This certification is offered by the Information Systems Audit and Control Association (ISACA) and is designed for professionals who manage, design, and oversee an enterprise’s information security.
Certified Cloud Security Professional (CCSP)
A certification offered by (ISC)² and is designed for professionals who want to specialise in securing cloud computing environments.
A vendor-neutral certification that covers the essential principles for network security and risk management. It is internationally recognised, and it certifies foundation-level knowledge and skills needed for a career in IT security.
What are some examples of cyber security degrees?
Imperial College London: MSc in Information Security
A degree programme which is designed to provide a comprehensive education in information security taught by leading experts in the field.
University of Bristol: Computer Science with Cyber Security
A degree programme that focuses on both the technical and the policy aspects of cyber security, making it well-suited for students interested in getting a deeper understanding of the field.
King's College London: Cyber Security MSc
This programme offered by King's College London is designed to provide a balance of technical and theoretical knowledge and has a practical component.
What are key the differences between cyber security certifications and degrees?
When comparing certifications and degrees in cyber security, there are several key differences in terms of the quality of training, level of education, qualification level, and job prospects.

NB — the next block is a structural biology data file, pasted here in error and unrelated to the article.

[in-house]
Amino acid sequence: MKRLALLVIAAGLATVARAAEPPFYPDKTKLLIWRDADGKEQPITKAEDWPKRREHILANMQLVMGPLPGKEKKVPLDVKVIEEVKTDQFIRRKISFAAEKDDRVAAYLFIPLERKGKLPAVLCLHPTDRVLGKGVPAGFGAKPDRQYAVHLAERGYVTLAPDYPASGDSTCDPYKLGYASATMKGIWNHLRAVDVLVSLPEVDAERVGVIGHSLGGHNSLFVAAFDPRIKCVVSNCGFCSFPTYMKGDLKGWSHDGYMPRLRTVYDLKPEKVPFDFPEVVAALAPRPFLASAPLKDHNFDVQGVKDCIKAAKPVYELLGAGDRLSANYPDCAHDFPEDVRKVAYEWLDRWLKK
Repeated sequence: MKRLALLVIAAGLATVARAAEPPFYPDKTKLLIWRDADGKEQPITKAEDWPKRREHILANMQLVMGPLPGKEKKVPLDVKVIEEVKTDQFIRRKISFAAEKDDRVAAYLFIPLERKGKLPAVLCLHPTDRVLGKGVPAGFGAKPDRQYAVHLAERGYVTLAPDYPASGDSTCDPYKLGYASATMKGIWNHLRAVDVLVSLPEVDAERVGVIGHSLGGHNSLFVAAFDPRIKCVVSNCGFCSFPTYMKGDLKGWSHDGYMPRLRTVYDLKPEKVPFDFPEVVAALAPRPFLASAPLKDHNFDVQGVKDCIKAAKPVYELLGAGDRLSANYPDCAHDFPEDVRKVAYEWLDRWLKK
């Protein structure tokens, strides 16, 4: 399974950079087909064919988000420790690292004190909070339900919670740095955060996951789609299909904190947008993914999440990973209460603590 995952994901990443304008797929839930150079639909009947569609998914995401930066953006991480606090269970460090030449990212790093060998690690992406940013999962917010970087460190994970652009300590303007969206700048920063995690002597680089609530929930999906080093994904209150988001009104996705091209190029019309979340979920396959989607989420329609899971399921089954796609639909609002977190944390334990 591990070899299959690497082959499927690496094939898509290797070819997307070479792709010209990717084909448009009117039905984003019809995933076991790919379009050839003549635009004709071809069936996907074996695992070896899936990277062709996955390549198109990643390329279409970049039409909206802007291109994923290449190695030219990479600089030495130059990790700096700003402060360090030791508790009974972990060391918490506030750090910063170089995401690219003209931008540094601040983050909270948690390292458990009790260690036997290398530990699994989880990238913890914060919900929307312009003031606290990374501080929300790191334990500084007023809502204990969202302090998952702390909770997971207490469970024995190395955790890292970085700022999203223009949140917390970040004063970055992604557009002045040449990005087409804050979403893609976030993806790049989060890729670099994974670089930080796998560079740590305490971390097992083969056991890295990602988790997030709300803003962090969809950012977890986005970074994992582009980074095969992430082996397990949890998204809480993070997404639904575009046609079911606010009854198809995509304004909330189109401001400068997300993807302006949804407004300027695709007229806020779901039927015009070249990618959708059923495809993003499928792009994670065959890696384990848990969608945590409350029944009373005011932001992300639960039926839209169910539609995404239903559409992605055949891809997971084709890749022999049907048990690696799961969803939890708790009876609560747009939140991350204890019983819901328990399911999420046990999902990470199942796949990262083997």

Certifications are a popular choice for current cyber security professionals, as potential employers often view them as more practical and hands-on than degrees. Many certification programmes, which often last between several weeks to up to several years, also focus on specific technologies or skill sets.
These certifications demonstrate a professional's expertise in a particular area and can help them stand out in a crowded job market. Additionally, certifications are often cheaper and less time-consuming than a degree, making them a more accessible option for many professionals.
Nature of training
Certifications tend to be more practical and hands-on, focusing on specific technologies or skill sets, often providing training on the latest tools and techniques used in the industry. A degree course provides a more comprehensive education in cyber security and tends to offer an in-depth understanding of the field.
Certifications typically require fewer hours of study or training than degrees. They often focus on a specific technology or skill set, and the training period is usually shorter. Degrees provide a more comprehensive education and require a more significant time commitment, sometimes up to four years.
Compared to taking a full university or college degree, cyber security certifications cost relatively little. For example, the standard registration fee for the CISSP certification exam in the UK is £585. Taking an undergraduate degree programme, by contrast, could cost up to £37,000 for a four-year course. There are some financing options available, but it's still a stark difference in cost.
Level of qualification